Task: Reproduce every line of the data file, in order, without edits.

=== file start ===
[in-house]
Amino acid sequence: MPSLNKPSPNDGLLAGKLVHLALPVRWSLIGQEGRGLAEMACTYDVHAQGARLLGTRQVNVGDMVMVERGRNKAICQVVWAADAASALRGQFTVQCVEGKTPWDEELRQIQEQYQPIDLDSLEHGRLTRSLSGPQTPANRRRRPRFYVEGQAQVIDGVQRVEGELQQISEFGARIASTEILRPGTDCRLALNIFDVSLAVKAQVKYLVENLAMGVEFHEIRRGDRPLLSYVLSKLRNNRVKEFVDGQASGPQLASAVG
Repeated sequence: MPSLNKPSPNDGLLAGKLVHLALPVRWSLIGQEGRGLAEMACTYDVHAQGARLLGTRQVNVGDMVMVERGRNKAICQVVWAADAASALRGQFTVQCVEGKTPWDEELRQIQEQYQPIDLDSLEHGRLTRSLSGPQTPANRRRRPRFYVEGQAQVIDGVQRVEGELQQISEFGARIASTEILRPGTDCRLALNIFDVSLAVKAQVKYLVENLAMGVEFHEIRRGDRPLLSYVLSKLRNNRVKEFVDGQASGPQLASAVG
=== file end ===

[in-house]
Amino acid sequence: MPSLNKPSPNDGLLAGKLVHLALPVRWSLIGQEGRGLAEMACTYDVHAQGARLLGTRQVNVGDMVMVERGRNKAICQVVWAADAASALRGQFTVQCVEGKTPWDEELRQIQEQYQPIDLDSLEHGRLTRSLSGPQTPANRRRRPRFYVEGQAQVIDGVQRVEGELQQISEFGARIASTEILRPGTDCRLALNIFDVSLAVKAQVKYLVENLAMGVEFHEIRRGDRPLLSYVLSKLRNNRVKEFVDGQASGPQLASAVG
Repeated sequence: MPSLNKPSPNDGLLAGKLVHLALPVRWSLIGQEGRGLAEMACTYDVHAQGARLLGTRQVNVGDMVMVERGRNKAICQVVWAADAASALRGQFTVQCVEGKTPWDEELRQIQEQYQPIDLDSLEHGRLTRSLSGPQTPANRRRRPRFYVEGQAQVIDGVQRVEGELQQISEFGARIASTEILRPGTDCRLALNIFDVSLAVKAQVKYLVENLAMGVEFHEIRRGDRPLLSYVLSKLRNNRVKEFVDGQASGPQLASAVG